Hempstead said that, given the report's findings, "it will be interesting to see how that trend [of decline ESI participation] evolves now that there are more opportunities for coverage through the individual market and Medicaid."

Hempstead was referring to two main pillars of the Affordable Care Act.

The first was the creation of government-run insurance marketplaces to sell individual health plans. Tax credits, or subsidies, are available to low and middle-income customers of those plans, which can often significantly reduce the actual premiums they pay personally.

The second components was expanding joint federal-state Medicaid programs to expand eligibility of those programs to include nearly all poor adults, most of whom will pay no or little out-of-pocket costs for their coverage. Almost 30 states have adopted Medicaid expansion so far.

Both Medicaid expansion and the Obamacare exchanges have been credited with significantly reducing the rate of Americans without health insurance in 2014.

The Kaiser Family Foundation report released Thursday found that while those features had led to 11 million adults getting insurance in 2014 after lacking it, other factors were keeping the remaining 30 million or so adults from obtaining insurance.

Kaiser's report said that "48 percent of the roughly 30 million adults remaining uninsured at the end of 2014 were eligible for assistance under the law."

That included "30 percent who were eligible for marketplace tax credits, and 18 percent who were eligible for Medicaid," the report said. "And yet they did not get coverage."

The study found several key reasons for that.

A total of 53 percent of the uninsured eligible for help cited the perceived cost of health insurance generally as the primary reason they didn't have coverage.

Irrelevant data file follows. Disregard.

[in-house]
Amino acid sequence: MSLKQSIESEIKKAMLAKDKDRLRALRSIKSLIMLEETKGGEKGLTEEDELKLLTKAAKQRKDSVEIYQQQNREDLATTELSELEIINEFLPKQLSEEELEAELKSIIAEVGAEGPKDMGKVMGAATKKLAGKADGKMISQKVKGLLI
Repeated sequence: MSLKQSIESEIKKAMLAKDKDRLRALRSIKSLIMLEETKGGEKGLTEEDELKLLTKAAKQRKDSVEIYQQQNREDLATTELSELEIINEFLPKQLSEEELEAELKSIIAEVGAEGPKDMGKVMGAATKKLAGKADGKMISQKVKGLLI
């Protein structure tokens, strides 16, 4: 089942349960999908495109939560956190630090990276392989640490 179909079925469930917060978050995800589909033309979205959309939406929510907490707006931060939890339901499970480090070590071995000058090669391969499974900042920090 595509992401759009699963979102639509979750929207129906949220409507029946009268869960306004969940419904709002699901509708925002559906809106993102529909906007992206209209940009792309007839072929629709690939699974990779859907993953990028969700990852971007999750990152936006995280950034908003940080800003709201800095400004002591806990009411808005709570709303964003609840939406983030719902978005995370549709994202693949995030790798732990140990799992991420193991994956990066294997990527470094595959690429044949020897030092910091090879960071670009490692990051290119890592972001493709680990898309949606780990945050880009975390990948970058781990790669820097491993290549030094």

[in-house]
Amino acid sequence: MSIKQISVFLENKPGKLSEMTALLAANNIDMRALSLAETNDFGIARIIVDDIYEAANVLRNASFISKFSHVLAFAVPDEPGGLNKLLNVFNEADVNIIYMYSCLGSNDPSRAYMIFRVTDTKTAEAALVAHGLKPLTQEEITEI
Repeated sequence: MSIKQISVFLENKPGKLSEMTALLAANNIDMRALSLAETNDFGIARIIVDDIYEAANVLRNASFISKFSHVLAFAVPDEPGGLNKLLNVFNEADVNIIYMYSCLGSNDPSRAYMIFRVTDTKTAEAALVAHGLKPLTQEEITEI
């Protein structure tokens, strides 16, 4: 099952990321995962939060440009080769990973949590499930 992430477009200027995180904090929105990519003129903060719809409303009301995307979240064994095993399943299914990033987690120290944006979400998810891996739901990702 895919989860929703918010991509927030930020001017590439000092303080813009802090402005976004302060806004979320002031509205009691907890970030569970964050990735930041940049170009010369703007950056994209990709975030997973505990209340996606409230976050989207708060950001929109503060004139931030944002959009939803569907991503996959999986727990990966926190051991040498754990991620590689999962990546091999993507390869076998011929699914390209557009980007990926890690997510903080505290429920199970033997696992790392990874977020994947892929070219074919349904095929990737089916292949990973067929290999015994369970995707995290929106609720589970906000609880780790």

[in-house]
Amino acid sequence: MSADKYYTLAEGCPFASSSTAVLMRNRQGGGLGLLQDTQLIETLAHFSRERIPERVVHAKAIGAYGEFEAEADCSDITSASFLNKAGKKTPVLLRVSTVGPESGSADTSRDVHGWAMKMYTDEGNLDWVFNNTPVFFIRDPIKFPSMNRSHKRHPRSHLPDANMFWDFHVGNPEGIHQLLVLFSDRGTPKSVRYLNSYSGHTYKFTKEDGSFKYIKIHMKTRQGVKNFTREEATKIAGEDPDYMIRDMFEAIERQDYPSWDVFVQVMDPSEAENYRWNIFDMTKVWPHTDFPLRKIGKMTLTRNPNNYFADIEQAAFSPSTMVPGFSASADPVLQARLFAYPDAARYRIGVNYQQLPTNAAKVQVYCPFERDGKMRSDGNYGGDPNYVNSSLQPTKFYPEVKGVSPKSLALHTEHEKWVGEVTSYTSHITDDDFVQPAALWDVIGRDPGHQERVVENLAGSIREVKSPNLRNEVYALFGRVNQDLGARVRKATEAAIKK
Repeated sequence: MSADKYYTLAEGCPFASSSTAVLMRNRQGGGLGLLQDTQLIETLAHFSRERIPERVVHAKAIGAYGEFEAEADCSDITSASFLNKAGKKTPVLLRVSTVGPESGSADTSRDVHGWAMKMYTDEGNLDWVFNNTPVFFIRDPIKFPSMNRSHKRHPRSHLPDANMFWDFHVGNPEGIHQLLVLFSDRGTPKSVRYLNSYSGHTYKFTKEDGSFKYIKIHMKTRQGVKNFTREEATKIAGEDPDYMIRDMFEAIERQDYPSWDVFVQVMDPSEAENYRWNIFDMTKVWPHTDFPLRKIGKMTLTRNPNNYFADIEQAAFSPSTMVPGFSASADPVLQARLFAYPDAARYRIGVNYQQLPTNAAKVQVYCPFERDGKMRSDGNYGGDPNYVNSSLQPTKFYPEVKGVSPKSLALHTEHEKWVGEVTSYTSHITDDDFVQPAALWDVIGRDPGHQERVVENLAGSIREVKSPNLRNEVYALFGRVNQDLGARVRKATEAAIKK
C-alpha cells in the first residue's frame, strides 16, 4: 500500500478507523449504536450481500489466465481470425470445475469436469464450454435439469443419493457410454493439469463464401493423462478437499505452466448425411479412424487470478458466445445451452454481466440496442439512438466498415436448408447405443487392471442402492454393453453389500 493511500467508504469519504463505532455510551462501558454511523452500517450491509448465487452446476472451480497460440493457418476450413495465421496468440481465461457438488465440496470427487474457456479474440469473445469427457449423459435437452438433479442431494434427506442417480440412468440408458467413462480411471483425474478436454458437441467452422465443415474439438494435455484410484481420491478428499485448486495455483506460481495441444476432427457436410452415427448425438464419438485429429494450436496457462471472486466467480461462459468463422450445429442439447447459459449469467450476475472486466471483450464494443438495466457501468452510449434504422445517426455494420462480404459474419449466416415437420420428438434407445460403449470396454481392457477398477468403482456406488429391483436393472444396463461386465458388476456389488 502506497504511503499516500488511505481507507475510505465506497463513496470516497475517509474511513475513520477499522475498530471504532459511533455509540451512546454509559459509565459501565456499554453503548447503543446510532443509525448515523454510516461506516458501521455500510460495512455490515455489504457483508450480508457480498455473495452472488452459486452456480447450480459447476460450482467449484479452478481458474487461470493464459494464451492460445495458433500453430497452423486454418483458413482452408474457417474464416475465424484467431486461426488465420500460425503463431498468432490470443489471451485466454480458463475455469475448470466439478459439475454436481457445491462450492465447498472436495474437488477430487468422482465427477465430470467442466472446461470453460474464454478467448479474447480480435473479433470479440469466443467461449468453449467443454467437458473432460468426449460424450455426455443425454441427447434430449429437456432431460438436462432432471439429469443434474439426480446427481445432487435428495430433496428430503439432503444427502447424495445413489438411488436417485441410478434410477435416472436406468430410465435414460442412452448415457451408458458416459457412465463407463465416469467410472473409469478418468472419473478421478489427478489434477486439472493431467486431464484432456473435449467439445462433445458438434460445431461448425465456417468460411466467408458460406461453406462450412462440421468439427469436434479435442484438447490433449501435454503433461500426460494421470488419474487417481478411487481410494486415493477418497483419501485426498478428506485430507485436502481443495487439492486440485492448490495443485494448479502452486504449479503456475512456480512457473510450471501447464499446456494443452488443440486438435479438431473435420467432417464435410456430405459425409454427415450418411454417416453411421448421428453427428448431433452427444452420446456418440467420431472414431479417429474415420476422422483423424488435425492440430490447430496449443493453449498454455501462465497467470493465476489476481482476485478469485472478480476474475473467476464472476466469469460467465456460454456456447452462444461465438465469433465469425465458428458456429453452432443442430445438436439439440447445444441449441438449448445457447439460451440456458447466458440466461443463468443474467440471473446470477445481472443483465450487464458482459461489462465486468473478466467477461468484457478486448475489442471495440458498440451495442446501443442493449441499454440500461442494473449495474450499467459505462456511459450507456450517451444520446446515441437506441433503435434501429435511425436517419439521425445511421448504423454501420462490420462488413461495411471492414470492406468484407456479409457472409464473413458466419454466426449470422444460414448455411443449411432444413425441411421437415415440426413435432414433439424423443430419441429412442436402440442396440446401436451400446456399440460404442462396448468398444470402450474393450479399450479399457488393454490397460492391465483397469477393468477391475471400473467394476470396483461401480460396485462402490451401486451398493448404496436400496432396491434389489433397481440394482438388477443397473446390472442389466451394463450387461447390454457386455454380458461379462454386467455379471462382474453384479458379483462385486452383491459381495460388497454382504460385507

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And while some of those people who were eligible had in fact sought coverage, 37 percent of that group "say they were told they ineligible," the report found.

"While it is possible that they were ineligible at the time they applied, it is likely that these people received incorrect information or misinterpreted information they were given," according to Kaiser.

Rachel Garfield, a senior researcher at Kaiser, said, "The findings show how important it is to come up with more effective strategies, in person, online and elsewhere, for educating people about the eligibility for coverage and financial assistance under the law."

Kaiser noted nearly 4 million of the remaining uninsured are in a so-called "coverage gap." That means they live in non-Medicaid expanding states and earn too much to be on the Medicaid programs there, but also earn less than the income threshold for qualifying for Obamacare subsidies to buy coverage on government exchanges. Other uninsured people are undocumented immigrants, who are not eligible for Obamacare.

"No matter how well the ACA works, there are still substantial numbers of uninsured people with no affordable option for health coverage," said Kaiser Executive Vice President Diane Rowland.